Next, how are you going to get the player input? Use a simple JOptionPane.showInputDialog(“text prompt”). With that input you can decide where to put the marker (you can limit it to accept only integer inputs). For our board, if a user inputs position 1 (let’s assume they aren’t computer savvy and don’t know things start at 0). 1 will be position [0][0] in our array. So find, based on turn, whose marker goes there and place it. For reference, an input of 5 will be [1][1], 7 will be [2][0] , 3 will be [0][2] and 9 will be [2][2]. That should give you an idea of how to place the marker.

Now you should basically have a functioning game, except no one can win. What’s up with that? Testing for victory is probably the most complicated part of the whole game but it’s super easy! In TTT the only way to win is to have 3 in a row of either vertical, horizontal, or diagonal directions of the same marker.  So now we just need to test for those conditions.

TTT Video Game

There are better ways to approach testing for victory but this breaks down what is happening better and makes it easier to understand I think. So we are going to test on based on direction.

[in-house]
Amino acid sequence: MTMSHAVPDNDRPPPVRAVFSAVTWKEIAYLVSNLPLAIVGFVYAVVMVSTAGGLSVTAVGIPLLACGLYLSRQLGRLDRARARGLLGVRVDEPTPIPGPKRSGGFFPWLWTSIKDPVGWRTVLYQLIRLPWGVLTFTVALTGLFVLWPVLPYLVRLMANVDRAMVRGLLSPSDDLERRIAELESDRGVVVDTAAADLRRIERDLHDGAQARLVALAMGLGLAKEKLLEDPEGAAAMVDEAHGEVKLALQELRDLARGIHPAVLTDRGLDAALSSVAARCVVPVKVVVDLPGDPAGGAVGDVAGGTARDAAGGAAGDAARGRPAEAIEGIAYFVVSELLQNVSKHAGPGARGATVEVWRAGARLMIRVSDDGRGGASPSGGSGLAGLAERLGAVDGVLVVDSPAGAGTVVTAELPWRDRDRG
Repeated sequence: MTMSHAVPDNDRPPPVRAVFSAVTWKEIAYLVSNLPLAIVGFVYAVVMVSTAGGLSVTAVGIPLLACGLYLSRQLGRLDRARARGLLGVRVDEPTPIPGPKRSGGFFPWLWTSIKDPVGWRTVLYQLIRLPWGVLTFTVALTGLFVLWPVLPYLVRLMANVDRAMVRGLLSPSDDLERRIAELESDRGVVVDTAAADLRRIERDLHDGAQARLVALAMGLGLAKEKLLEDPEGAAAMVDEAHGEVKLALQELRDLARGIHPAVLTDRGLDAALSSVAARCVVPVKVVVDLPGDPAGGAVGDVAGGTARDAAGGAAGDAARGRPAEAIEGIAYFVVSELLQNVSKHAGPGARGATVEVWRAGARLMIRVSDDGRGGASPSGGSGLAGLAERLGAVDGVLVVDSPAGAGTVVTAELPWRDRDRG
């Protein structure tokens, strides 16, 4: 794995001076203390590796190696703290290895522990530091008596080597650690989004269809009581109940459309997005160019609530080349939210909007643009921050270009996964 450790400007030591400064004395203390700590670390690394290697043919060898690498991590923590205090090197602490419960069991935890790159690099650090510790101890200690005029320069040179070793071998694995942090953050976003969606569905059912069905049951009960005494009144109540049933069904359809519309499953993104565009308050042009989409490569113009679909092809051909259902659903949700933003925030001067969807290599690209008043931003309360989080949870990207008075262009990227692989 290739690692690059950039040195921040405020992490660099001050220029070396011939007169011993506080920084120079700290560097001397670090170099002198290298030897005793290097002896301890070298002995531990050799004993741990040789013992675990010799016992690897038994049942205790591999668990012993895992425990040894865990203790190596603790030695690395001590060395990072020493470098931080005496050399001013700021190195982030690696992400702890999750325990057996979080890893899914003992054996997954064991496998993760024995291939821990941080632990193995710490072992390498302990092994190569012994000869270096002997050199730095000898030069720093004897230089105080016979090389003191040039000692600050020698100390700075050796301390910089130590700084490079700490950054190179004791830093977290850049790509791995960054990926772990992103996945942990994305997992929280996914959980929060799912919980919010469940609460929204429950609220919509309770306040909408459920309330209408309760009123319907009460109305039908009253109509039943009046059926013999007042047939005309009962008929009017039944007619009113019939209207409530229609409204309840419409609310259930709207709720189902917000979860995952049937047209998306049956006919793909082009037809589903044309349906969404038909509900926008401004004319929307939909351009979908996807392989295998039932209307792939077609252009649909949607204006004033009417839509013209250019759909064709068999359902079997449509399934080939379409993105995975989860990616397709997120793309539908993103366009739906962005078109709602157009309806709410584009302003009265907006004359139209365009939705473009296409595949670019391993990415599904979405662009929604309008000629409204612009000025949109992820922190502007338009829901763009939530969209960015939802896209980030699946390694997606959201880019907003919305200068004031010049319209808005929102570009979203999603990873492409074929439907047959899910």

First, create two for loops, one that loops through the first part of our [][] array first, and one that loops through the second part of our [][] array first. Doing this means you have access in horizontal and vertical order of the board. Inside of the first for loop (there should be one nested for loop) you need to find what that row or column starts with. So something like this.

for (int i = 0;i <3; i++){

String test = ourArray[i][0];  (or [0][i] for the second one)

for(int j = 1; j<3; j++){

Now inside that second for loop, test to see if the strings stored in the other positions are the same as the one we already found. If they are the same (you can use a counter to keep track of how many are the same) then you have a victory and can end the game. Now you will notice that our second loop starts at 1 and not 0, this is just to save a bit of time, we already know what is stored in the first position, no need to check to see if it is equal to the information we just stored.